Raleigh Psychiatrist's Tips for Getting Your Family Through This Pandemic Without Losing Your Mind
Updated: Apr 3, 2020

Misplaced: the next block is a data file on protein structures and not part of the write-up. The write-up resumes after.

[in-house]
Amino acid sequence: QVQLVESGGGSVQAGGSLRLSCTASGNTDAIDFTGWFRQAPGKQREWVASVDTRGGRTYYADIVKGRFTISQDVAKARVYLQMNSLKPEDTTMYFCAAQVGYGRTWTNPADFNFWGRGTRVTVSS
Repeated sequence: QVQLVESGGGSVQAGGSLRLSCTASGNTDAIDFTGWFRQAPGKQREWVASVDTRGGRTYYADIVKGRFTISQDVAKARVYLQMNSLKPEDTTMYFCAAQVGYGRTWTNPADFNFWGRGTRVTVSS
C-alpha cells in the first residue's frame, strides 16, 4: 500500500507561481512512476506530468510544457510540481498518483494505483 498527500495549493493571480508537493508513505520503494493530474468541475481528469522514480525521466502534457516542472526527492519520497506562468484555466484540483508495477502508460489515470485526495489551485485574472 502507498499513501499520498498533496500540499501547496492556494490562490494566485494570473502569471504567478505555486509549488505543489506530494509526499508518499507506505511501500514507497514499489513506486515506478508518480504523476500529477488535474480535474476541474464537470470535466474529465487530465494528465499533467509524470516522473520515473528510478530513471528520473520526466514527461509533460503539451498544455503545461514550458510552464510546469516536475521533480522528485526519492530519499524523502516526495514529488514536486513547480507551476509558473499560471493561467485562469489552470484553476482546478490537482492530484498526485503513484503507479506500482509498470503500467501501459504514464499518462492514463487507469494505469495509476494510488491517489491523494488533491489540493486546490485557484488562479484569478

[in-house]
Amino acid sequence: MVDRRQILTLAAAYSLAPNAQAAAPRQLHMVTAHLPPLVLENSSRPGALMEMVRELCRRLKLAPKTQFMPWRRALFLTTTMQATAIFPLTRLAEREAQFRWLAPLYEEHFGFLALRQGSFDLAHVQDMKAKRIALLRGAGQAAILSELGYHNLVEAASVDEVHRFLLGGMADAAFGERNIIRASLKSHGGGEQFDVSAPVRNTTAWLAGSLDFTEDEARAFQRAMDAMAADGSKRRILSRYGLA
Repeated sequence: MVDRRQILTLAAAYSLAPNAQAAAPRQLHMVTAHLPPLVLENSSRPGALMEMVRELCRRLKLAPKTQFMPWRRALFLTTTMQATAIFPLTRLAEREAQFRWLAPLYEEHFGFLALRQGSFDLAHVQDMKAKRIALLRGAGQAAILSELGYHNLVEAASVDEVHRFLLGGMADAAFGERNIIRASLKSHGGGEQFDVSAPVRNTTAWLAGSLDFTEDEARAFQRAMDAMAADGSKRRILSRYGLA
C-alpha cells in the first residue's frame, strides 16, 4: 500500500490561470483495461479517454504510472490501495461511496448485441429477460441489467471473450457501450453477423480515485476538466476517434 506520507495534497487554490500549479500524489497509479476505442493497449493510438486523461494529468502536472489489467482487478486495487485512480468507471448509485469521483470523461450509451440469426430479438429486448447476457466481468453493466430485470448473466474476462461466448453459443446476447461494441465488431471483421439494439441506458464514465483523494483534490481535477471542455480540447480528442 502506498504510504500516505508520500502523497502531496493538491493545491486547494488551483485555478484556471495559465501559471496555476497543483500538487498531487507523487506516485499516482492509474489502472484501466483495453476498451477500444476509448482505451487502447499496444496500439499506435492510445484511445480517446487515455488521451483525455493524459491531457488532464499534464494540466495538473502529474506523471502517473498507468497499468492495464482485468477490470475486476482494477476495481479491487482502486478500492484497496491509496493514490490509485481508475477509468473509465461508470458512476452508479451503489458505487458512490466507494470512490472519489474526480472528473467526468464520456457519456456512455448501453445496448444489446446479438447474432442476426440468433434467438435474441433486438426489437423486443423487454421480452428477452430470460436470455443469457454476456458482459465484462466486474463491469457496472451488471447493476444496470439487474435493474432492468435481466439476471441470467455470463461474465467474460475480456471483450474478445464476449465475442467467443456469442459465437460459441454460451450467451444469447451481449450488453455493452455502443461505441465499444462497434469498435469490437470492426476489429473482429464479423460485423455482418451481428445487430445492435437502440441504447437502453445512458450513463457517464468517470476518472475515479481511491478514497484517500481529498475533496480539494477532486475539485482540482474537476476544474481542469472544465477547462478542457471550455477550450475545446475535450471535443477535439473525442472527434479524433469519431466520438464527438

The recent health pandemic overtaking the world by storm is something everyone is likely concerned about. News headlines beg for your attention even before your first cup of morning coffee. Your kids may be home from school and jumping out of their skin, or perhaps on your living room sofa as they attempt their best gymnastic stunt. Perhaps your normally calm older parent might be uncharacteristically freaking out over the phone just as you are trying to take stock of your pantry's food supply. Your Mind SCREAMS: How Do I Get My Family Through It? Even your regularly enjoyed television shows are interrupted by breaking news updates about the latest dire health statistics and government official warnings all somber and delivered in the most serious of tones. Be sure to take "mental health breaks" the doctor on television advises, apparently not seeing that you are really just about to lose your mind and probably your cool too if just one more thing demands your fragile attention. To make matters worse, you escape into the bathroom for some parental peace-and-quiet to ease your inner turmoil, but the toilet paper roll is just about empty and the store shelves are reportedly as barren as the Sahara Desert without the sand. No wonder ostriches bury their heads there. Even healthy people not in the high risk group still must deal with the overwhelming stress and fear of the unknown problems that may come tomorrow, next week or later down-the-road. Whatever are we to do? An experienced and practical Raleigh psychiatrist has some simple tips that can help immensely. First, just take a moment to breathe in and out until you feel your heart rate and internal panic coming down. Calm Yourself Down by Practicing Mindfulness Mindfulness is something of a buzz word right now, but many are clueless as to what this means. It means to stay in this moment. Don't let your mind race on and on to tomorrow's problems and yesterday's regrets. Stay here, stay focused on now. All of the racing thoughts and frantic worry over what you cannot control anyway is just wasted effort. It serves no good purpose, and in fact worrying keeps your body in that heightened state of fight or flight - our most primal human instinctive reaction to any type of threat or stress. Tomorrow or next month, maybe you can sign up for a nearby yoga class. For now, try finding a meditation app online or search for an exercise program on TV. Stay Positive Be Positive Sounds simple enough, but how do you do it? Try writing out a positive mantra, an inspiring quote or make one up on your own. Write it down on a post it and place where you are likely to see it through the day. Think fridge door, bathroom mirror, inside your car dash and so on. This is so simple, yet it really works. Get your kids on-board by having them find or make up their own positive statements. No essays, no reason to do intensive research. Just simple phrases that are uplifting to the soul. Feeling the Tension Building Inside? Do Something Physical Part of why our tension escalates into a full panic outburst is that there is nothing to stop the process. The act of doing something physical serves to release some of that pent-up emotion in a healthy way. Doctors and athletes know that physical activity can help our body release endorphins into our bloodstream. Exercise is a natural stress reliever and pain control measure all rolled into one. If able, go outside and take a brisk walk, stand on your balcony and do some jumping jacks or open the windows and hop up and down. Get the kids moving too. It is really hard to stay serious and full of overwhelming worry when you are in motion. Keep It Fun & Turn Fear of the Unknown Into an Adventure Laughing out loud is one of the best stress buster ever. Instead of listening to sober news stations with scary images over and over, put on a comedy or listen to a radio podcast that features comedians. Have your kids tell some silly jokes. Have them draw their new adventure with their favorite color crayons or markers. Crank up the music and dance, dance, dance. Let your kids dress up in your clothes, or play some fun board games. While life is sometimes full of things we don't like or understand, time still moves forward and we will get through this. And yes, we all need mental health breaks during tough times. Pause and pet your dog, praise your child, tell your parents you love them. If still feeling overwhelmed, contact us at MedPsych Integrated. Access our other mental health info at https://www.medpsychnc.com.